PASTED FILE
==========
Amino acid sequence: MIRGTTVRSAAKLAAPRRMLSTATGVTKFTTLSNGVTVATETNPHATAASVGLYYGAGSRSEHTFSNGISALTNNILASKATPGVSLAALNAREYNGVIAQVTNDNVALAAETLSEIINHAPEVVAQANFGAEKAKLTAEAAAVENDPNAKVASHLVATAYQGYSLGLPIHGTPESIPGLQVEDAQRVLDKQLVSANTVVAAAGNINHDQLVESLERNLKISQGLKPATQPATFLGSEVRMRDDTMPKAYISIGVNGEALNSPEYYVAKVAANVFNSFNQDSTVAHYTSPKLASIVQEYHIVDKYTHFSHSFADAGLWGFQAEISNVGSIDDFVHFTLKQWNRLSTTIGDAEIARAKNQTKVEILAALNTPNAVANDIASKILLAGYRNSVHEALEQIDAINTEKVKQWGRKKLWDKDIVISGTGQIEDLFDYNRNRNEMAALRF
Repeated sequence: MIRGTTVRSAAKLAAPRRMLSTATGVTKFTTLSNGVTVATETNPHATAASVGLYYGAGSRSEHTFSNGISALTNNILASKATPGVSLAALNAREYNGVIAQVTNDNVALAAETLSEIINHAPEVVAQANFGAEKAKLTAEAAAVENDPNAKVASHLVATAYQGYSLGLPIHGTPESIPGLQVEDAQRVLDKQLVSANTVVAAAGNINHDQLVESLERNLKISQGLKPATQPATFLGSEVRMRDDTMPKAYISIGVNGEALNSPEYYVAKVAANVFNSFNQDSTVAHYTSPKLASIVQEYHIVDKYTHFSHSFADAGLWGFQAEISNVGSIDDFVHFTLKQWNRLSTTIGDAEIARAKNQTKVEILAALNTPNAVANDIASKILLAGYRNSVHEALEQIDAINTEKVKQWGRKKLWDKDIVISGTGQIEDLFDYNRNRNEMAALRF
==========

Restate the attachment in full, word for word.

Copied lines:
Amino acid sequence: MIRGTTVRSAAKLAAPRRMLSTATGVTKFTTLSNGVTVATETNPHATAASVGLYYGAGSRSEHTFSNGISALTNNILASKATPGVSLAALNAREYNGVIAQVTNDNVALAAETLSEIINHAPEVVAQANFGAEKAKLTAEAAAVENDPNAKVASHLVATAYQGYSLGLPIHGTPESIPGLQVEDAQRVLDKQLVSANTVVAAAGNINHDQLVESLERNLKISQGLKPATQPATFLGSEVRMRDDTMPKAYISIGVNGEALNSPEYYVAKVAANVFNSFNQDSTVAHYTSPKLASIVQEYHIVDKYTHFSHSFADAGLWGFQAEISNVGSIDDFVHFTLKQWNRLSTTIGDAEIARAKNQTKVEILAALNTPNAVANDIASKILLAGYRNSVHEALEQIDAINTEKVKQWGRKKLWDKDIVISGTGQIEDLFDYNRNRNEMAALRF
Repeated sequence: MIRGTTVRSAAKLAAPRRMLSTATGVTKFTTLSNGVTVATETNPHATAASVGLYYGAGSRSEHTFSNGISALTNNILASKATPGVSLAALNAREYNGVIAQVTNDNVALAAETLSEIINHAPEVVAQANFGAEKAKLTAEAAAVENDPNAKVASHLVATAYQGYSLGLPIHGTPESIPGLQVEDAQRVLDKQLVSANTVVAAAGNINHDQLVESLERNLKISQGLKPATQPATFLGSEVRMRDDTMPKAYISIGVNGEALNSPEYYVAKVAANVFNSFNQDSTVAHYTSPKLASIVQEYHIVDKYTHFSHSFADAGLWGFQAEISNVGSIDDFVHFTLKQWNRLSTTIGDAEIARAKNQTKVEILAALNTPNAVANDIASKILLAGYRNSVHEALEQIDAINTEKVKQWGRKKLWDKDIVISGTGQIEDLFDYNRNRNEMAALRF